How does everyone else mock web services?

Here’s a situation I ran into a while ago, and will no doubt run into many, many times in the future:

  1. I implement a web service (in .NET 2.0)
  2. I add a web reference in another project
  3. I make calls to the web service
  4. I want to be able to test those calls, and how the client will react to different results

Now, this is an ideal situation for mocks or stubs – except that the proxy code generated by Visual Studio (or rather, wsdl.exe) doesn’t include an interface, which makes it trickier to mock. (I can’t remember whether the methods generated are even virtual or not.) Fortunately, it does write it out as a partial class in VS2005, which makes life a lot easier.

I solved this problem with a home-grown tool, which went through the following phases as a pre-build step:

  1. Check whether the web reference proxy code (specified as a parameter to the tool) has already been modified. (I use a comment at the top of the file to indicate that it’s already been processed.) If it has, stop.
  2. Load the file line by line, using a regular expression (yes, I do use them sometimes) to spot method signature.
  3. Begin a new file with the “I’m modified” comment.
  4. Write out all the old code.
  5. Write out all the method signatures as a new interface.
  6. Write out an extra partial class declaration which just makes the existing class implement the interface.

None of this is too hard – and it could be done with separate files instead of rewriting the generated one, etc. However, I was very surprised when I didn’t find such a tool on the net. (To release one myself I’d probably rewrite it so as to be totally mine rather than my company’s.)

Is there a tool out there which everyone uses and I’ve mysteriously not heard of? (Unlikely.)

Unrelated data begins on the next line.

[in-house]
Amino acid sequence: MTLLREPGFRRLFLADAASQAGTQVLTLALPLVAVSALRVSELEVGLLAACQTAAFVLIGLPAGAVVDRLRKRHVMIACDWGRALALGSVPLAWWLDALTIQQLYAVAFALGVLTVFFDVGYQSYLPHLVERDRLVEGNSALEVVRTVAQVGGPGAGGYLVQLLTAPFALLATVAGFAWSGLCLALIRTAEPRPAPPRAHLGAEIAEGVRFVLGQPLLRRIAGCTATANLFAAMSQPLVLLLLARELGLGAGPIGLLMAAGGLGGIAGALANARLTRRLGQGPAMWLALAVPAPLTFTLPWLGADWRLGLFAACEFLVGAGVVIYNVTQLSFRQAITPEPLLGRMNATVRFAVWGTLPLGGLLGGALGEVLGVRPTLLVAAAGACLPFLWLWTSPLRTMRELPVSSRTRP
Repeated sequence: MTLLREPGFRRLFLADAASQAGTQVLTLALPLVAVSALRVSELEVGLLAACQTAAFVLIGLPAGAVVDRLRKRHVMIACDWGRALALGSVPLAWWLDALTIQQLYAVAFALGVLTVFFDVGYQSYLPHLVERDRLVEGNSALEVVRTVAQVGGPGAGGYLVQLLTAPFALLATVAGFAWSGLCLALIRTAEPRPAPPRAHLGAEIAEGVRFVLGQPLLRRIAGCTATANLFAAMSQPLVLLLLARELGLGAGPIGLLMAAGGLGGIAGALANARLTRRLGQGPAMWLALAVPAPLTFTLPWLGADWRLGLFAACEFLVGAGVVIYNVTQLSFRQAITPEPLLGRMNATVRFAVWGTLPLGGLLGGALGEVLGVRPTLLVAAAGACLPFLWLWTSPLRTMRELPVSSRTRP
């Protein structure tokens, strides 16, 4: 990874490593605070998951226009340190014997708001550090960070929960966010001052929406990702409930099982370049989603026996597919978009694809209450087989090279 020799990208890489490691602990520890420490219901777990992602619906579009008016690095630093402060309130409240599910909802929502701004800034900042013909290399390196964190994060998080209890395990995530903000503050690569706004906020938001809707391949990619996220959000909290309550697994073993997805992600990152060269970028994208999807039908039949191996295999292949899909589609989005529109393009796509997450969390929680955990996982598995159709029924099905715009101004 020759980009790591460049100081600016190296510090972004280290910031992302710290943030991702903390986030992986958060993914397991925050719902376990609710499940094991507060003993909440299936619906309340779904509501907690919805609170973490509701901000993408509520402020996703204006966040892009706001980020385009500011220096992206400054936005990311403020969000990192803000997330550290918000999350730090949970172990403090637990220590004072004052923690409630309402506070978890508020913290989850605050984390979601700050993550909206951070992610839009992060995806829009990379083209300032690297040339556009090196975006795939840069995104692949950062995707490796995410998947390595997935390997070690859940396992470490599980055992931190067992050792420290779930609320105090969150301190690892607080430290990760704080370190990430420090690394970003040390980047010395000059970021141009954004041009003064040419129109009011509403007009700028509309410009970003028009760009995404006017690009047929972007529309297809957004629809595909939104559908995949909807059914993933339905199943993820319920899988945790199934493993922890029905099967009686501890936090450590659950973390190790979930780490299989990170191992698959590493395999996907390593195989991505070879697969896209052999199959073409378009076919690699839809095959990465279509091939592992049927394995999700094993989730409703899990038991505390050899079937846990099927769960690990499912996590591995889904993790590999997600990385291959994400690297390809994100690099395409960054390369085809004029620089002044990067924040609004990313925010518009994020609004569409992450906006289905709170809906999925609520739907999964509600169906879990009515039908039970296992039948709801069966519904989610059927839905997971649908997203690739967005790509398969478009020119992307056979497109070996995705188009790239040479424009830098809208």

Does everyone else take a different approach entirely? (Quite possible.)

Do people just not test their web service calls? (Likely for many people, but not for true TDD-ers, surely.)

13 thoughts on “How does everyone else mock web services?”

  1. I’m sure I’ll start using WCF at some point – but it won’t be for a little while.

    Still, nice to know it handles it. (I really must get a couple of WCF books some time…)

    Jon

  2. I’m not sure what you mean by “the non-regenerated part” – but I’d rather not have to do anything manually, beyond explicitly updating the web reference. The interface should basically be the interface of the web reference – so updating the web reference should update the interface.

    Jon

  3. I didn’t see anything on that page which suggested that an interface is generated for the web reference on the client side though – and that’s what I want to code to. That’s not to say it’s not useful, it’s just not what I was after :)

    I suspect that a shared interface in a common assembly, combined with a manually written partial class declaration for the proxy class which states that it implements the interface is probably the best way to go, to be honest… I might look at moving the current codebase towards that and seeing how it pans out.

    Jon

  4. We typically write a thin wrapper class around the proxy and make that implement an interface we can mock.

    An alternate solution would be to hook into the proxy generation process. I believe we did this on one app, but I don’t have the code handy to tell you more.

  5. We just did this on our project last week and like Jon said in a comment simply made the generated proxy code implement an interface via a small partial class. Fast, simple, easy, and best of all no regular exptrssions.

  6. Yeah but we don’t always want proxy stubs do we.

    i want a baby from across the wire and for it to have a client side cry methord and it’s fine for the service to have default properties but the generated stub does not refect these so when i make a baby client side it has no legs.

    datasets come across the wire with methords and don’t need stubs so why not give us developers more freedom so we don’t need duplicates of a baby class.

    WCF is a let down and is no better then web services.

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